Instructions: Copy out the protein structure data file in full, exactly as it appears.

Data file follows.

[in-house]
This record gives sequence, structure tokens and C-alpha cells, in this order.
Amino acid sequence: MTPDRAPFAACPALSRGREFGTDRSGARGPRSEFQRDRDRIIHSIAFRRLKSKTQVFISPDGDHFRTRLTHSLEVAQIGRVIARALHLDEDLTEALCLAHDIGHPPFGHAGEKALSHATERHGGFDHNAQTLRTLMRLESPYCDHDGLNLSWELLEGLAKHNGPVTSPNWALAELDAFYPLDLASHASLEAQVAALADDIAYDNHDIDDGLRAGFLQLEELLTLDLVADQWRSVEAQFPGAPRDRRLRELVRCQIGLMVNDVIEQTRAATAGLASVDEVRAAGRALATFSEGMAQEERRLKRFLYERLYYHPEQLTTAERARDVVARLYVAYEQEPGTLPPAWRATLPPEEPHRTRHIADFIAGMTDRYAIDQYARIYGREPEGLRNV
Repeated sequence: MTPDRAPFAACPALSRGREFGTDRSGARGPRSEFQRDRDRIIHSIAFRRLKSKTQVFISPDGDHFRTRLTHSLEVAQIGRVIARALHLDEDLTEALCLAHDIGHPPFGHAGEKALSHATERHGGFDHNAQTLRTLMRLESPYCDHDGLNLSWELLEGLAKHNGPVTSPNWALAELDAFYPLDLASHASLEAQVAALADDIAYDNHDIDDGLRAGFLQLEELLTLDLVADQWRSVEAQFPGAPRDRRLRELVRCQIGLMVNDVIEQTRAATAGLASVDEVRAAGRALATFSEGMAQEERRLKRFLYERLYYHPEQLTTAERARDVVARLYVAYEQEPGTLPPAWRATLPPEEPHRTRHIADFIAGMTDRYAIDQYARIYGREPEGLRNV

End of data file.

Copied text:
[in-house]
This record gives sequence, structure tokens and C-alpha cells, in this order.
Amino acid sequence: MTPDRAPFAACPALSRGREFGTDRSGARGPRSEFQRDRDRIIHSIAFRRLKSKTQVFISPDGDHFRTRLTHSLEVAQIGRVIARALHLDEDLTEALCLAHDIGHPPFGHAGEKALSHATERHGGFDHNAQTLRTLMRLESPYCDHDGLNLSWELLEGLAKHNGPVTSPNWALAELDAFYPLDLASHASLEAQVAALADDIAYDNHDIDDGLRAGFLQLEELLTLDLVADQWRSVEAQFPGAPRDRRLRELVRCQIGLMVNDVIEQTRAATAGLASVDEVRAAGRALATFSEGMAQEERRLKRFLYERLYYHPEQLTTAERARDVVARLYVAYEQEPGTLPPAWRATLPPEEPHRTRHIADFIAGMTDRYAIDQYARIYGREPEGLRNV
Repeated sequence: MTPDRAPFAACPALSRGREFGTDRSGARGPRSEFQRDRDRIIHSIAFRRLKSKTQVFISPDGDHFRTRLTHSLEVAQIGRVIARALHLDEDLTEALCLAHDIGHPPFGHAGEKALSHATERHGGFDHNAQTLRTLMRLESPYCDHDGLNLSWELLEGLAKHNGPVTSPNWALAELDAFYPLDLASHASLEAQVAALADDIAYDNHDIDDGLRAGFLQLEELLTLDLVADQWRSVEAQFPGAPRDRRLRELVRCQIGLMVNDVIEQTRAATAGLASVDEVRAAGRALATFSEGMAQEERRLKRFLYERLYYHPEQLTTAERARDVVARLYVAYEQEPGTLPPAWRATLPPEEPHRTRHIADFIAGMTDRYAIDQYARIYGREPEGLRNV